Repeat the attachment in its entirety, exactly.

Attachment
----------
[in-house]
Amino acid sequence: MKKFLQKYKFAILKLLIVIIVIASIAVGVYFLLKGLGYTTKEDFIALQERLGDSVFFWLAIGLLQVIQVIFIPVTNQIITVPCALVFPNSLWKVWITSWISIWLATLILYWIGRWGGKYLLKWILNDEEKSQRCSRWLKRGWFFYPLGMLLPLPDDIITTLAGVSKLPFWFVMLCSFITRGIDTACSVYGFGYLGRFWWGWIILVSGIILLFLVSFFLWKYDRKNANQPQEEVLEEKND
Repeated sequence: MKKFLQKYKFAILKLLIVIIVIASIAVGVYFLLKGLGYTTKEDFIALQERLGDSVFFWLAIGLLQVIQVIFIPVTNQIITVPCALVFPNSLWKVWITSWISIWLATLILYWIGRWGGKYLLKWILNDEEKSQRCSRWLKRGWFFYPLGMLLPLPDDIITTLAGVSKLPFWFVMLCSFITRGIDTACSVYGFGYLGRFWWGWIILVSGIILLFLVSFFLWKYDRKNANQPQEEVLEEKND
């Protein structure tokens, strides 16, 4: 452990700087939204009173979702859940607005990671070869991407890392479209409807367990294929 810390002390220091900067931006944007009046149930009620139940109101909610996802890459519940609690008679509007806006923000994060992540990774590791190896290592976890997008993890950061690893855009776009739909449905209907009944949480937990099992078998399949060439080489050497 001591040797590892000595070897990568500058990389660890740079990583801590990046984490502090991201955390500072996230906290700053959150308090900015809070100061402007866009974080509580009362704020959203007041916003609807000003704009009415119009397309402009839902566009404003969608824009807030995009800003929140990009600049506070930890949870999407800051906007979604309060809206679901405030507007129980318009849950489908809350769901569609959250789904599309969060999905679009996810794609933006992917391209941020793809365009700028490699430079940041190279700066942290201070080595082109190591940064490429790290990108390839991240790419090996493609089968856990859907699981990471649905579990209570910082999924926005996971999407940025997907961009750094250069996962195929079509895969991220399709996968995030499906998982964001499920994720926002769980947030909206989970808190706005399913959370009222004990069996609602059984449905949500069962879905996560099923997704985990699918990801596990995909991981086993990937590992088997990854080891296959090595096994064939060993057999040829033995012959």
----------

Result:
[in-house]
Amino acid sequence: MKKFLQKYKFAILKLLIVIIVIASIAVGVYFLLKGLGYTTKEDFIALQERLGDSVFFWLAIGLLQVIQVIFIPVTNQIITVPCALVFPNSLWKVWITSWISIWLATLILYWIGRWGGKYLLKWILNDEEKSQRCSRWLKRGWFFYPLGMLLPLPDDIITTLAGVSKLPFWFVMLCSFITRGIDTACSVYGFGYLGRFWWGWIILVSGIILLFLVSFFLWKYDRKNANQPQEEVLEEKND
Repeated sequence: MKKFLQKYKFAILKLLIVIIVIASIAVGVYFLLKGLGYTTKEDFIALQERLGDSVFFWLAIGLLQVIQVIFIPVTNQIITVPCALVFPNSLWKVWITSWISIWLATLILYWIGRWGGKYLLKWILNDEEKSQRCSRWLKRGWFFYPLGMLLPLPDDIITTLAGVSKLPFWFVMLCSFITRGIDTACSVYGFGYLGRFWWGWIILVSGIILLFLVSFFLWKYDRKNANQPQEEVLEEKND
């Protein structure tokens, strides 16, 4: 452990700087939204009173979702859940607005990671070869991407890392479209409807367990294929 810390002390220091900067931006944007009046149930009620139940109101909610996802890459519940609690008679509007806006923000994060992540990774590791190896290592976890997008993890950061690893855009776009739909449905209907009944949480937990099992078998399949060439080489050497 001591040797590892000595070897990568500058990389660890740079990583801590990046984490502090991201955390500072996230906290700053959150308090900015809070100061402007866009974080509580009362704020959203007041916003609807000003704009009415119009397309402009839902566009404003969608824009807030995009800003929140990009600049506070930890949870999407800051906007979604309060809206679901405030507007129980318009849950489908809350769901569609959250789904599309969060999905679009996810794609933006992917391209941020793809365009700028490699430079940041190279700066942290201070080595082109190591940064490429790290990108390839991240790419090996493609089968856990859907699981990471649905579990209570910082999924926005996971999407940025997907961009750094250069996962195929079509895969991220399709996968995030499906998982964001499920994720926002769980947030909206989970808190706005399913959370009222004990069996609602059984449905949500069962879905996560099923997704985990699918990801596990995909991981086993990937590992088997990854080891296959090595096994064939060993057999040829033995012959």